Microsoft Unveils Music Service

There are no details on the size of the catalogue available, or what the pricing is going to be like, but Microsoft finally unveiled its forthcoming music service at the South By Southwest music conference in Texas.

Microsoft chose to demonstrate its new music service in a private preview to independent music labels – a smart move. MSN product manager Christine Andrews said “Other companies took a different route and did not engage with the independent labels early in the process. We heard that the independent labels did feel neglected a little bit. But, more importantly, we want to deliver a site that is great for artists both big and small, and great for the consumers too.”

The tracks will initially be available in Microsoft’s own Windows Media format – though it is thought that MS might make other formats available too. What ever they turn out to be, you can bet it won’t be AAC.

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Fraser Lovatt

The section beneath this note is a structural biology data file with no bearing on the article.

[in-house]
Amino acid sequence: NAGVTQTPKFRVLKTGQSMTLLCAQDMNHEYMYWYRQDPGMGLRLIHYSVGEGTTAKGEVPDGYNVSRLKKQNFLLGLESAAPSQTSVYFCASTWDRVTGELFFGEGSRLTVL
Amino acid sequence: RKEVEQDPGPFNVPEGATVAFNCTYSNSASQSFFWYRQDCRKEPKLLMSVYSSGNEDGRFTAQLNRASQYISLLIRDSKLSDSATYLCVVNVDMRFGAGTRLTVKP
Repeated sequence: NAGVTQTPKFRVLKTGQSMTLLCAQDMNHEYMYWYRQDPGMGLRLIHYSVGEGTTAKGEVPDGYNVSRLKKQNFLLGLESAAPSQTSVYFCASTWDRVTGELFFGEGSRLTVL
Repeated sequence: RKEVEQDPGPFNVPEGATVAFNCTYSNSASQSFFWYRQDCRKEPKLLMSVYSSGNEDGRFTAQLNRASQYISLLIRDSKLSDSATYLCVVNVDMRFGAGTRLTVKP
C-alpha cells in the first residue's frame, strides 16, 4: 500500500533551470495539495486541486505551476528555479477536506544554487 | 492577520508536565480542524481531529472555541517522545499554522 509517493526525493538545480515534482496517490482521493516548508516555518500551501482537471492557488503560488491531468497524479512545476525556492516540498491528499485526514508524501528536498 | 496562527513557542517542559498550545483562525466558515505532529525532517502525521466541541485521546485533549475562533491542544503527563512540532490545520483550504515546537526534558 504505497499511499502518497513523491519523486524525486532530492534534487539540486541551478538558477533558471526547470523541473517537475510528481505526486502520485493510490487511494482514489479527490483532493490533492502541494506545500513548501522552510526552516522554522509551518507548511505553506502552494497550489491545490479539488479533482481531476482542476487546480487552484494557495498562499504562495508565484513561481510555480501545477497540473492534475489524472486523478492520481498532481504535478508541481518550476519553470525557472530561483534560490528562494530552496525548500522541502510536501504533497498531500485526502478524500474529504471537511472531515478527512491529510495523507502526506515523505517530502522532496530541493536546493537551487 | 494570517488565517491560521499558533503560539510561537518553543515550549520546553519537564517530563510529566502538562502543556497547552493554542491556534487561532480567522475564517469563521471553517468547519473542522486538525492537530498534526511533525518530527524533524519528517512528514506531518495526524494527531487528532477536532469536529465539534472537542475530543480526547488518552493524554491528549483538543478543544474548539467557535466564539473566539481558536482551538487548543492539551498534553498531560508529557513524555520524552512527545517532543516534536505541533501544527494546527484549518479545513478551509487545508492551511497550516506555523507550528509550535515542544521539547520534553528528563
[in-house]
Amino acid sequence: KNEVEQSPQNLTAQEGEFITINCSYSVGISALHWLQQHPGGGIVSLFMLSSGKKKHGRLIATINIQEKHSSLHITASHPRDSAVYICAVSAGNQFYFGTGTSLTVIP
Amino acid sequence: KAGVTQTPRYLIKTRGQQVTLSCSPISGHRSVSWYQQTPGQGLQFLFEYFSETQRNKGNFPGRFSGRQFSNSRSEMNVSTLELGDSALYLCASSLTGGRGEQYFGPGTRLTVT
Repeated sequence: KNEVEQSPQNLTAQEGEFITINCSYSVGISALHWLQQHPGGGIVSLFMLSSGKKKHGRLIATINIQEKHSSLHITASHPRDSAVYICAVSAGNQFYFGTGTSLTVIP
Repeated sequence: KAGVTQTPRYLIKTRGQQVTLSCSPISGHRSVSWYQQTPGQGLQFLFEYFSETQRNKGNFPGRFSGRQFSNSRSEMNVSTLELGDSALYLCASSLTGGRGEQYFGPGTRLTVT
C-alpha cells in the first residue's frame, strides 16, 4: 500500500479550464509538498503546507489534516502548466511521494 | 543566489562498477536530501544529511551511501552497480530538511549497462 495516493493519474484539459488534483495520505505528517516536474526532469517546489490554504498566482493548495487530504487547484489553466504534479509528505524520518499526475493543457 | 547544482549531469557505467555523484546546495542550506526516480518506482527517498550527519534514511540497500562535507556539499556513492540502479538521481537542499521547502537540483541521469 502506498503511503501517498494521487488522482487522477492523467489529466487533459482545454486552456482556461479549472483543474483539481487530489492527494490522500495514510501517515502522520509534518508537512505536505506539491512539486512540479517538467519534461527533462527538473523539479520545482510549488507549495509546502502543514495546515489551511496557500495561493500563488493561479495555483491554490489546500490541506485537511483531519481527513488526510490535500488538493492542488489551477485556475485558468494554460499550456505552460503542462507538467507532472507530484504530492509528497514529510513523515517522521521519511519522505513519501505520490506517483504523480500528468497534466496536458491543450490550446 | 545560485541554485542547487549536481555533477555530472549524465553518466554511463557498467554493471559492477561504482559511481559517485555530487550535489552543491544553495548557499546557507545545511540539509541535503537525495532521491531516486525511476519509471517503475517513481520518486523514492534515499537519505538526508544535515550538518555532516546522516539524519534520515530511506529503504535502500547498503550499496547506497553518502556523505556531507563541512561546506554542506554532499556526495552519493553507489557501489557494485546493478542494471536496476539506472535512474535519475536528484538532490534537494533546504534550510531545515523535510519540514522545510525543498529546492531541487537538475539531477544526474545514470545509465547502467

Fraser Lovatt has spent the last fifteen years working in publishing, TV and the Internet in various capacities, and believes that they will be seperate platforms for at least a while yet. His main interests at the moment are exploring where Linux is taking home entertainment and how technology is conferring technical skills on more and more people. Fraser Lovatt was born in the same year that 2001: A Space Odyssey was delighting and confusing people in the cinemas, and developed a lifelong love of technology as soon as he realised that things could be taken apart, sometimes put back together again, but mostly left in bits or made into something the original designer hadn't quite planned upon. At school he was definitely in the ZX Spectrum/Magpie/BMX camp, rather than the BBC Micro/Blue Peter/well-behaved group. This is all deeply ironic as he later went on to spend nine years working at the BBC. After a few years of working as a bookseller in Scotland, ("Back when it was actually a skilled profession" he'll tell anyone still listening), he moved to England for reasons he can't quite explain adequately to himself. After a couple of publishing jobs punctuated by sporadic bursts of travelling and photography came the aforementioned nine years at the BBC where he specialised in internet technologies and video. These days his primary interests are Java, Linux, videogames and pies - and if they're not candidates for convergence, then what is?